It kills me to see these predators eat up the weak minds of the "low information" populace.

      November 20, 2012 at 1:43 am |
    • JH1

      That's rather pointless. People with their reality glasses on are going to say r u kidding?

      November 20, 2012 at 1:48 am |
    • Eric D

      Funny, I always think of Al Gore when I think of someone preying on the weak minded. http://digitaljournal.com/article/251232

      And based on the theories of Ms. Ivins I always though that since a Jr. Bush is a Shrub wouldn't that make a Jr. Gore a "pr1ck?"

      November 20, 2012 at 2:27 am |
  14. ron2b

    It's no surprise that the US came in 17th place in a worldwide test of science and math with nearly 1/2 the population believing that the earth's age is 10,000 years (or less) and it was created literally as given in the bible

    November 20, 2012 at 12:59 am |
    • Ken

      And China is in the top 5. No wonder they're outpacing us.

      November 20, 2012 at 1:06 am |
  15. Ken


    November 20, 2012 at 12:55 am |
  16. Alan Abrahamson

    I am not a Marco Rubio fan. But "credit where credit is due"... It was a good answer. Safe, reasonable, maybe even what he truly believes.

    November 20, 2012 at 12:55 am |
    • Blessed are the Cheese makers

      It was a terrible answer. He should demand his money back from the University of Florida for failing to properly educate him.

      November 20, 2012 at 1:00 am |
    • Ken

      From the article “there are multiple theories out there on how the universe was created and I think this is a country where people should have the opportunity to teach them all.”

      No, there is one scientific theory and hundreds of creation stories. Should we really teach every creation story, including the Genesis account, when we're ranked so low in science education already?

      November 20, 2012 at 1:01 am |
    • Damocles

      Yes! All creation stories must be taught! No matter the story, no matter how outrageous it may seem to those who choose not to believe, they must be taught! How else are our kids going to be able to compete in the world?

      November 20, 2012 at 1:08 am |
  17. Mike

    Amesty Rubio.

    November 20, 2012 at 12:53 am |
  18. jv

    I'm no scientist, man. But when I look at the window earth looks flat

    November 20, 2012 at 12:50 am |
    • manbearpig

      And have you ever noticed that when you pray for things, sometimes they happen? Checkmate.

      November 20, 2012 at 12:55 am |
    • ron2b

      Yep, if I get 100 of my most religious friends to pray for heads to come up on a coin toss, oddly enough it happens exactly 50% of the time.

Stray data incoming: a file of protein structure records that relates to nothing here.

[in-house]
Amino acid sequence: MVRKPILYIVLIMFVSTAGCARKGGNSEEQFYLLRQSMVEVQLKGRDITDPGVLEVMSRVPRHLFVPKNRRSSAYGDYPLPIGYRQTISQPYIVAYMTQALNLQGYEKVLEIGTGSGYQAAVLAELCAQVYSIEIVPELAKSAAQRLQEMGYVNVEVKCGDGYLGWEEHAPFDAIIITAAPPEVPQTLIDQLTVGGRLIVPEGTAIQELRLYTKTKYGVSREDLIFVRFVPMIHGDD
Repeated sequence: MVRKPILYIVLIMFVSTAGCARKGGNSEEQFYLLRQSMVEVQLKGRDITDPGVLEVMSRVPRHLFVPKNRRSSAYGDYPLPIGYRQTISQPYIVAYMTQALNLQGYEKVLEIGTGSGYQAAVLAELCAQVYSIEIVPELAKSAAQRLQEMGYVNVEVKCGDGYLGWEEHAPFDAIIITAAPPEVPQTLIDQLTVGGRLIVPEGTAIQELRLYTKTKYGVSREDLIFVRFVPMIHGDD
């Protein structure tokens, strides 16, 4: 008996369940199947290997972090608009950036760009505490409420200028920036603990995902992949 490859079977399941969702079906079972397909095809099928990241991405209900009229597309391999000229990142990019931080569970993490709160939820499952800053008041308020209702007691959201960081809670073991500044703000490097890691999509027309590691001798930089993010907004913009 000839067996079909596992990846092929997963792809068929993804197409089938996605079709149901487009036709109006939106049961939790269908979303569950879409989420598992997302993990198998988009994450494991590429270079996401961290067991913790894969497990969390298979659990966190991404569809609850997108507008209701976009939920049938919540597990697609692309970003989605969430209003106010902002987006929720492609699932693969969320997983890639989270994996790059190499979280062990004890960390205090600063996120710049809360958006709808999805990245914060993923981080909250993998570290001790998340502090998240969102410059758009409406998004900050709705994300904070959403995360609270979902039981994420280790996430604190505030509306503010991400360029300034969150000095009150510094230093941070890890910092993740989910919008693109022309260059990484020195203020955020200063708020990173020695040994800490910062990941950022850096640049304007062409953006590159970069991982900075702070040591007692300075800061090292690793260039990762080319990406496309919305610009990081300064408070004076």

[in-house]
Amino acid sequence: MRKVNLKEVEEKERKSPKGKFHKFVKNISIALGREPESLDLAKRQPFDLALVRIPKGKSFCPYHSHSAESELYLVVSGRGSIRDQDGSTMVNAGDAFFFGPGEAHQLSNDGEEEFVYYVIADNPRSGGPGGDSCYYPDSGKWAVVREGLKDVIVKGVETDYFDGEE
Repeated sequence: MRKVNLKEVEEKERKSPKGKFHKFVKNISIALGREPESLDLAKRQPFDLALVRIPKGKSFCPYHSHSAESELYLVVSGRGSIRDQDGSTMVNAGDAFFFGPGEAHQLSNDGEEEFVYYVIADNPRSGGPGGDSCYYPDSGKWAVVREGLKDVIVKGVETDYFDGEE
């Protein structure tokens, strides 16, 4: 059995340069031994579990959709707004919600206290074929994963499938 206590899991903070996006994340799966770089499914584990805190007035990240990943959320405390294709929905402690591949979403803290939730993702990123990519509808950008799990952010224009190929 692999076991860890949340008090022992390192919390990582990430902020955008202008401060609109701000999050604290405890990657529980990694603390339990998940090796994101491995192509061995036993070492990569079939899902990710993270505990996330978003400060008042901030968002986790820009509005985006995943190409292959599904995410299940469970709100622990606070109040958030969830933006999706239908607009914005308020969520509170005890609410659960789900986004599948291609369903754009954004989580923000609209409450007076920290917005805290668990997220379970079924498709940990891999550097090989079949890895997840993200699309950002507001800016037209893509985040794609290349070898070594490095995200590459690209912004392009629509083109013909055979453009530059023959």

November 20, 2012 at 1:01 am |
    • manbearpig

      ron –
      So you admit it. God is real, and baby jesus too!

      November 20, 2012 at 1:05 am |
    • s1n

      Actually, no. Prayers do not come true. In the probable situation that you occasionally get what you ask for, welcome to the wonderful world of statistical probability.

      November 20, 2012 at 1:06 am |
    • Damocles


      That kind of depends on how many times you flip the coin.

      November 20, 2012 at 1:09 am |
    • manbearpig

      True or false: sometimes when you pray for something, it happens. True. There's your proof that god is real. HALLELUJAH CHRIST IS INSIDE ME

      November 20, 2012 at 1:10 am |
  19. Marty in MA

    no global warming, no evolution? Welcome to the science-denying Republican party. It's great for the Democrats they are this dumb.

    November 20, 2012 at 12:49 am |
    • Joe

      The larger problem is that a good portion of the population is the same. Maybe they take the "I send you out as sheep" verse too literly...

      November 20, 2012 at 1:16 am |
  20. carlooos

    These republicans have completely gone off the deep end.....

    November 20, 2012 at 12:49 am |
    • R.U. Kidding

      I'm going to have to agree with you on this.

      There just batcr@p out there. Who would want anyone so completely irrational to be in control of nuclear weapons!

      November 20, 2012 at 12:57 am |
    • R.U. Kidding

      Edit: They are just batcr@p out there.

      Wish there was spellcheck here!

      November 20, 2012 at 12:58 am |
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About this blog

The CNN Belief Blog covers the faith angles of the day's biggest stories, from breaking news to politics to entertainment, fostering a global conversation about the role of religion and belief in readers' lives. It's edited by CNN's Daniel Burke with contributions from Eric Marrapodi and CNN's worldwide news gathering team.